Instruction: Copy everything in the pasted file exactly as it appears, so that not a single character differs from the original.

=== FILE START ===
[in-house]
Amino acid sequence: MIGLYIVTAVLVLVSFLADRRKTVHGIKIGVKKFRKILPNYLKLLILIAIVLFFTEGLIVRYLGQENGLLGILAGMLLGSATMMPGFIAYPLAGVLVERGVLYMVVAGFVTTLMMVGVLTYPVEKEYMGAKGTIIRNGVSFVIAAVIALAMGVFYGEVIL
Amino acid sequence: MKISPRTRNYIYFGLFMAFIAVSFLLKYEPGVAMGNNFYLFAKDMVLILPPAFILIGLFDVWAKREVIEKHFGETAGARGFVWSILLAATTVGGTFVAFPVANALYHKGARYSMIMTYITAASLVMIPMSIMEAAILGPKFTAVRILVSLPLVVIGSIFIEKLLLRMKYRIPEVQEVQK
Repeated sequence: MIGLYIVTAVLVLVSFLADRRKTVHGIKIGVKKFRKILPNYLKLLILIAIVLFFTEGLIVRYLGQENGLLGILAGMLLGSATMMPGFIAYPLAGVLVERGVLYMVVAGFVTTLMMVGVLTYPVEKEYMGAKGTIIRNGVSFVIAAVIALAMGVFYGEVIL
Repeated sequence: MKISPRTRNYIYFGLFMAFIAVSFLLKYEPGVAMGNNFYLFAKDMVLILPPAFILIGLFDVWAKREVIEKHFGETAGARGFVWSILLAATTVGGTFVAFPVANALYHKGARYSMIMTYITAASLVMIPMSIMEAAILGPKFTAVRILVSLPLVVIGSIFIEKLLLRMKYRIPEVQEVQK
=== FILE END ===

[in-house]
Amino acid sequence: MIGLYIVTAVLVLVSFLADRRKTVHGIKIGVKKFRKILPNYLKLLILIAIVLFFTEGLIVRYLGQENGLLGILAGMLLGSATMMPGFIAYPLAGVLVERGVLYMVVAGFVTTLMMVGVLTYPVEKEYMGAKGTIIRNGVSFVIAAVIALAMGVFYGEVIL
Amino acid sequence: MKISPRTRNYIYFGLFMAFIAVSFLLKYEPGVAMGNNFYLFAKDMVLILPPAFILIGLFDVWAKREVIEKHFGETAGARGFVWSILLAATTVGGTFVAFPVANALYHKGARYSMIMTYITAASLVMIPMSIMEAAILGPKFTAVRILVSLPLVVIGSIFIEKLLLRMKYRIPEVQEVQK
Repeated sequence: MIGLYIVTAVLVLVSFLADRRKTVHGIKIGVKKFRKILPNYLKLLILIAIVLFFTEGLIVRYLGQENGLLGILAGMLLGSATMMPGFIAYPLAGVLVERGVLYMVVAGFVTTLMMVGVLTYPVEKEYMGAKGTIIRNGVSFVIAAVIALAMGVFYGEVIL
Repeated sequence: MKISPRTRNYIYFGLFMAFIAVSFLLKYEPGVAMGNNFYLFAKDMVLILPPAFILIGLFDVWAKREVIEKHFGETAGARGFVWSILLAATTVGGTFVAFPVANALYHKGARYSMIMTYITAASLVMIPMSIMEAAILGPKFTAVRILVSLPLVVIGSIFIEKLLLRMKYRIPEVQEVQK